Yes! I remember the active sway bars! The E39 didn't have them but I had a 2005 545i that did have them - and you're right, they were great. Very compliant, yet kept the car from leaning much in the turns. As far as I recall though the really serious performance model in their line - the M5 - did not use the active sway bars nor the active steering. I read some interview with an M division engineer at the time who sneered about how they didn't need such tricks in the M division.

    But for a daily driver they would be a great option in the Model S, I agree.
     
  5. David_Cary

    David_Cary Member

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    I had an 2005 545i. The Model S is just as flat and just as compliant. Now the active steering was a great parlor trick and I do miss that.

    I think the engineers/bean counters upgraded the standard suspension enough that the + didn't offer meaningful advantage. It isn't like a new D handles the same as an original S or P. There is far more difference IMO between a D and S than a P85 and a P85+. Rough ride does not equal handling either.

    The fact is with a incredibly low COG and a reasonably taught suspension, you do really well. It isn't really fair to look at an AMG and claim Tesla is doing that. Again - don't equate ride quality with handling.

    At some point, 5000 pound sedan is not a sports car.
     
  6. calisnow

    calisnow Active Member

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    Oh, that's a different take - the suspension on the base cars has been upgraded over the years? Ok fine - the AMG comparison was a bit too far. I liked the active steering on my 545i also - I know the purists hated it and some journalists claimed it made it hard to predict what the wheel would do, but I thought it worked great and made navigating parking lots a breeze.
     
  7. politeperson

    politeperson Member

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    Is this thread serious?

    If you want a good handling car, buy a Lotus Elise or maybe an MX5 Miata.

    Expecting a 4,600 lbs sedan to "handle" a bit better by putting staggered wheels on it and a few different suspension settings is one of the funniest things I have heard in a long time.

    The phrase "putting lipstick on a pig" springs to mind, but that is a bit cruel to Tesla. My Model S handles very well and irons out the bumps.
     
  8. tstafford

    tstafford Member

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    I get where the OP is coming from but I also agree with ^^^^ in that there is never going to be a way to make the MS feel nimble given it's weight. I'm on record as saying that my only non-nitpick complaint about the car is the handling. Whatever it lacks in handling is made up for 10x in all other long-term ownership advantages. Small price to pay. If you can afford an MS and really need something fun on the side get a Miata or a Cayman.
     
  9. Dennis87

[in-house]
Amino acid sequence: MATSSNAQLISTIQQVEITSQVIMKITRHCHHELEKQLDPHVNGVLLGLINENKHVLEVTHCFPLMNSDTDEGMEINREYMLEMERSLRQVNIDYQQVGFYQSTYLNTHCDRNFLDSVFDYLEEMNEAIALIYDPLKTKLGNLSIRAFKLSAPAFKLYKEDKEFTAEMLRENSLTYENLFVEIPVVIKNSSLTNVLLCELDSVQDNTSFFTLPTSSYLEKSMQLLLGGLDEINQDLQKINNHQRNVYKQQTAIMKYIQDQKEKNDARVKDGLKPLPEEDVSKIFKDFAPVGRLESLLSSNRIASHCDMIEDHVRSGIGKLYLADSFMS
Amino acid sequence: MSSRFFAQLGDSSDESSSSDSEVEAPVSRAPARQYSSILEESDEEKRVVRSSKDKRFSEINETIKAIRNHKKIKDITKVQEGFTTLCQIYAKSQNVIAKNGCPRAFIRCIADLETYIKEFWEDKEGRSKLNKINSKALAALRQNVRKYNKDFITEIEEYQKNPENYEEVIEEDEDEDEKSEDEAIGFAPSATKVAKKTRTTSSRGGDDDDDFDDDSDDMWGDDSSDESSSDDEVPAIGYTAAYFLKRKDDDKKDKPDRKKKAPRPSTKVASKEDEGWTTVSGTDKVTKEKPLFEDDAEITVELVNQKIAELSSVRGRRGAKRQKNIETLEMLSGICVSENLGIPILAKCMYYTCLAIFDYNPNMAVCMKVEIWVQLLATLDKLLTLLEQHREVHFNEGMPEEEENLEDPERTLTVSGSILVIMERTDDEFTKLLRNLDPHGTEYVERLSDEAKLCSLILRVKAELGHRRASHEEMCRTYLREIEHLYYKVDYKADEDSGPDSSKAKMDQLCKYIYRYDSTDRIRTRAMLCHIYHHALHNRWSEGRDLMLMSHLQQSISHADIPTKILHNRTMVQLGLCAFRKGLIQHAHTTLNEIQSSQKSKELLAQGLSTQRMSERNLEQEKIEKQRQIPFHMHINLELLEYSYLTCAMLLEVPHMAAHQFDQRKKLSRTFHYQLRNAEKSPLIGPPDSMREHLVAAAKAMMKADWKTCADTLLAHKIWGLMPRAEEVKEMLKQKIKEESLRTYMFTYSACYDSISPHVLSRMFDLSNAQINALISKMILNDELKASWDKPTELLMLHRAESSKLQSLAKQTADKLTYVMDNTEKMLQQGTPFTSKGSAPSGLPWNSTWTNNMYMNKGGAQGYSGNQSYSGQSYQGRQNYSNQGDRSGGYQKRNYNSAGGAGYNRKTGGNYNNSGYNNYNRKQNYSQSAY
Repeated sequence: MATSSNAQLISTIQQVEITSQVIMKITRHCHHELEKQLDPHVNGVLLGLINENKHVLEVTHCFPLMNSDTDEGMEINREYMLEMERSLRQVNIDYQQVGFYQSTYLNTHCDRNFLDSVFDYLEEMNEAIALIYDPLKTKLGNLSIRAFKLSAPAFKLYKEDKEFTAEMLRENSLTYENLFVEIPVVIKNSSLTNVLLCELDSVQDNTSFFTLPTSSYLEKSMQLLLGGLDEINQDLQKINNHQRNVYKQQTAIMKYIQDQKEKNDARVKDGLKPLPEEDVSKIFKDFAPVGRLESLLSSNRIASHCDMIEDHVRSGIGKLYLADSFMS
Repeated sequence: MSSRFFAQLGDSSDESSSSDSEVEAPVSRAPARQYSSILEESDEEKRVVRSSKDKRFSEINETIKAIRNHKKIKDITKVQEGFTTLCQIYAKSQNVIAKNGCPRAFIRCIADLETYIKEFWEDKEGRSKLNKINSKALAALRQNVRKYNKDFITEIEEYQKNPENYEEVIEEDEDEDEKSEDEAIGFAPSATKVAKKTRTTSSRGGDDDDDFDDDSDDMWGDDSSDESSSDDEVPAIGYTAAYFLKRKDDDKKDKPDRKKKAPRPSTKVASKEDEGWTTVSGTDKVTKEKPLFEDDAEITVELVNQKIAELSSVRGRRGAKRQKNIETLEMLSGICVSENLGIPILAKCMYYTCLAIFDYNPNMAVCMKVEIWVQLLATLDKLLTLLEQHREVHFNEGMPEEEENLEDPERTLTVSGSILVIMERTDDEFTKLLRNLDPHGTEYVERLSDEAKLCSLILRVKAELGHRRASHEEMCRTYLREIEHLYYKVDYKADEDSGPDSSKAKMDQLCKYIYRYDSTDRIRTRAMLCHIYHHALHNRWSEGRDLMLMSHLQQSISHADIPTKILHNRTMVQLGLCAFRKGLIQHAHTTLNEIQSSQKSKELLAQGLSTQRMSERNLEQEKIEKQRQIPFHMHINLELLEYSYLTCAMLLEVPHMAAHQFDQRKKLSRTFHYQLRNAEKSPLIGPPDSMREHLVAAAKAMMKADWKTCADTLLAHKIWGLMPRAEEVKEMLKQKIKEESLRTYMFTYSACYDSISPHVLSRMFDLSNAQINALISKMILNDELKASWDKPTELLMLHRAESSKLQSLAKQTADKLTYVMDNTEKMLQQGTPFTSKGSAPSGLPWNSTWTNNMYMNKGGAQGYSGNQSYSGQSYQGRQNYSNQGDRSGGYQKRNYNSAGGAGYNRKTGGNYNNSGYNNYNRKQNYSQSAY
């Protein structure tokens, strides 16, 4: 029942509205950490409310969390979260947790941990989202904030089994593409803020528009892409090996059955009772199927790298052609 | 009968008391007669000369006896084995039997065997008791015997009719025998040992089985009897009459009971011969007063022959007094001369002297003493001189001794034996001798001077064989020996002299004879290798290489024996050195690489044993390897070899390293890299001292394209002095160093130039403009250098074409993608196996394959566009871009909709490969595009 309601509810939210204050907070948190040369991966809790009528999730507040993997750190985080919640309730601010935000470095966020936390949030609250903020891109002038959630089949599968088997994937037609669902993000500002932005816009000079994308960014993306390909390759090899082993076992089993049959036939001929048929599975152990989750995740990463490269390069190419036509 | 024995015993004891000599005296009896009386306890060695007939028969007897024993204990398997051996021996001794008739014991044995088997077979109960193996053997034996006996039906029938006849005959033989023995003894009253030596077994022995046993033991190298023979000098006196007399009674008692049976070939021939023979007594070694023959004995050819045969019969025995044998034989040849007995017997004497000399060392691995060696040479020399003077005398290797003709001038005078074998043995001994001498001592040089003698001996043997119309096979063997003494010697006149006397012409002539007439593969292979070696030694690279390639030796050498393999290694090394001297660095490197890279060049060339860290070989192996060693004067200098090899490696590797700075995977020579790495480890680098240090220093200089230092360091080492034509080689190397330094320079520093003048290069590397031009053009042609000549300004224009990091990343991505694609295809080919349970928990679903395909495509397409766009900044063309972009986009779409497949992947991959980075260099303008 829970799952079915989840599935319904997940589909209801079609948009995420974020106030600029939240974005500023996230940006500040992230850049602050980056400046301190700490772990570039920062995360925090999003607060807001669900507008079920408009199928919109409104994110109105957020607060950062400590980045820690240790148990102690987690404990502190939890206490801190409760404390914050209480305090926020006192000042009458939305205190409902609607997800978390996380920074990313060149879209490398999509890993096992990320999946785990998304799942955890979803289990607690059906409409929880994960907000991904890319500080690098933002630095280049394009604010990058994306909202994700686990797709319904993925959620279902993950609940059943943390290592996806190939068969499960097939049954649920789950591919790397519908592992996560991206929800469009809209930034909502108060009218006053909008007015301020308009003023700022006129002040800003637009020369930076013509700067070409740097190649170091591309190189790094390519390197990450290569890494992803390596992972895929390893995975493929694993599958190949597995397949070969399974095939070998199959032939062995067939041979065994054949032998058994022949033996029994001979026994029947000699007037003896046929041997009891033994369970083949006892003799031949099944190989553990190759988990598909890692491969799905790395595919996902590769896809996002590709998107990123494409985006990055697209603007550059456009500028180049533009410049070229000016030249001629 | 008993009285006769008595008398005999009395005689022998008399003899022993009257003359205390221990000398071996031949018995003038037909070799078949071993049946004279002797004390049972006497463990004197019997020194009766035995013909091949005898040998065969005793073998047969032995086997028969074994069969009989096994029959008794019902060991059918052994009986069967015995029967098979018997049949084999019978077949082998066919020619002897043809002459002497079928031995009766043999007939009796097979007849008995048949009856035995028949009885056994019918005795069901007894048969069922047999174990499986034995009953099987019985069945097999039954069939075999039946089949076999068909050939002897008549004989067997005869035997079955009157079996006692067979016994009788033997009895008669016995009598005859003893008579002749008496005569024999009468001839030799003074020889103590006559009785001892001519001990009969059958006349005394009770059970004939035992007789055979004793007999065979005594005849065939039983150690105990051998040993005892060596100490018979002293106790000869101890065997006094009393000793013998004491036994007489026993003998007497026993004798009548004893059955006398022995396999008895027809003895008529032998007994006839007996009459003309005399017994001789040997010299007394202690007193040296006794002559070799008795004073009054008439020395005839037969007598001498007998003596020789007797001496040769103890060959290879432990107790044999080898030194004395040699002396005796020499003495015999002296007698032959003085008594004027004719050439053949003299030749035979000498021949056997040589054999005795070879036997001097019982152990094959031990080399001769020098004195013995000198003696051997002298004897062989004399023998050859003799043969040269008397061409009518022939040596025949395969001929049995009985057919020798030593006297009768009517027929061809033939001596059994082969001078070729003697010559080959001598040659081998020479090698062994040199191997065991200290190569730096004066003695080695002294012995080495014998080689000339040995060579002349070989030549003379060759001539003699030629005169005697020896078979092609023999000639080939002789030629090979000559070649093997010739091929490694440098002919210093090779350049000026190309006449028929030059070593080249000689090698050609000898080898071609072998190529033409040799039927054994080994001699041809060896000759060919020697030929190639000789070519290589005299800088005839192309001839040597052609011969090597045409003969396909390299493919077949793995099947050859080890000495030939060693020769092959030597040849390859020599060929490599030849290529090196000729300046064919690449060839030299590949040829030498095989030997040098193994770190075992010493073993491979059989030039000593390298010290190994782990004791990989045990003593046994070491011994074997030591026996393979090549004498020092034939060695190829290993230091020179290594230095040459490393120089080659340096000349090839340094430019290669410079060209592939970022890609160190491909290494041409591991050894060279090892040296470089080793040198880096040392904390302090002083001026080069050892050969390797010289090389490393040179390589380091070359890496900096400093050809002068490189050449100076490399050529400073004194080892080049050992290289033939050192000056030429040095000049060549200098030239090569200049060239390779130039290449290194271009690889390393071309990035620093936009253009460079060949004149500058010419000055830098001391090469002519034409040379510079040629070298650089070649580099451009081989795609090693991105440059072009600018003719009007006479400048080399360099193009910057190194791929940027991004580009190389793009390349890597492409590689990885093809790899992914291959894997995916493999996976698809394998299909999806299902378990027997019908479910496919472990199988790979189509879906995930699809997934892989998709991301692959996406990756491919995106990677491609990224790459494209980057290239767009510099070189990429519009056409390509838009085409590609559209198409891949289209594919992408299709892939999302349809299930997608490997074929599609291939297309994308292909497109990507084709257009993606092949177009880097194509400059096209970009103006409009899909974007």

Dennis87 Member

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    #9 Dennis87, Jan 25, 2016
    Last edited: Jan 25, 2016
    When the car is so heavy a good suspension is even more important. The older rwd Model S before the P85+ was almost like driving a boat on steering feel. The rear end was really "nervous" on acceleration and driving fast in corners.

    Off course the model S will never handle like a real sport car like a small Lotus. But the P85+ and P85D is not far from the BMW i8 in Motortrend testing on figure eight and lateral acceleration and that is not bad ;)

    2014 Tesla Model S P85+ vs. 2014 BMW i8 Comparison - Motor Trend

    And also did good compared to the Audi RS7
    Tesla Model S P85D vs Audi RS7 vs Alpina XD3 track battle - YouTube

    So yes suspension is very! important on a heavy powerfull car. I want to be able to drive the car fast in corners and also want to be able to have good handling in a emergency.
     
  10. GSP

    GSP Member

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    The base car suspension has been improved, and if that is not enough there is always aftermarket suspension mods. Lolachampcar here on this forum has done extensive mods to his first P85. However the base suspension is good enough now that I don't think he has done any mods to his latest P85D, except for a sweet-looking set of ultra light 20" wheels.

    GSP
     
  11. Skateboardgolf

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    Love those P85+ unicorns! Mine is an albino, with one blue and one green eye - a 2015, VIN 69xxx. Alcantera dash, Gen 1.5 seats, heated steering wheel, among other extras.

    calisnow, I agree with you. I've driven an 85D, and it felt like a boat compared to my P85+. The one I drove even had coils, which supposedly makes it less floaty. All I can say is driving mine hard through the corners put a huge grin on my face, which the 85D did not. It titled side to side too much, the steering felt more vague on-center, and it squirmed a bit after a hard lane change.

    Yes, my tires break loose if I floor it, and it's terrible in the snow, but other than that, I'm overjoyed with what I found.
    Bring back the P85+ suspension! Or, wait, better yet, don't, and let our models appreciate!!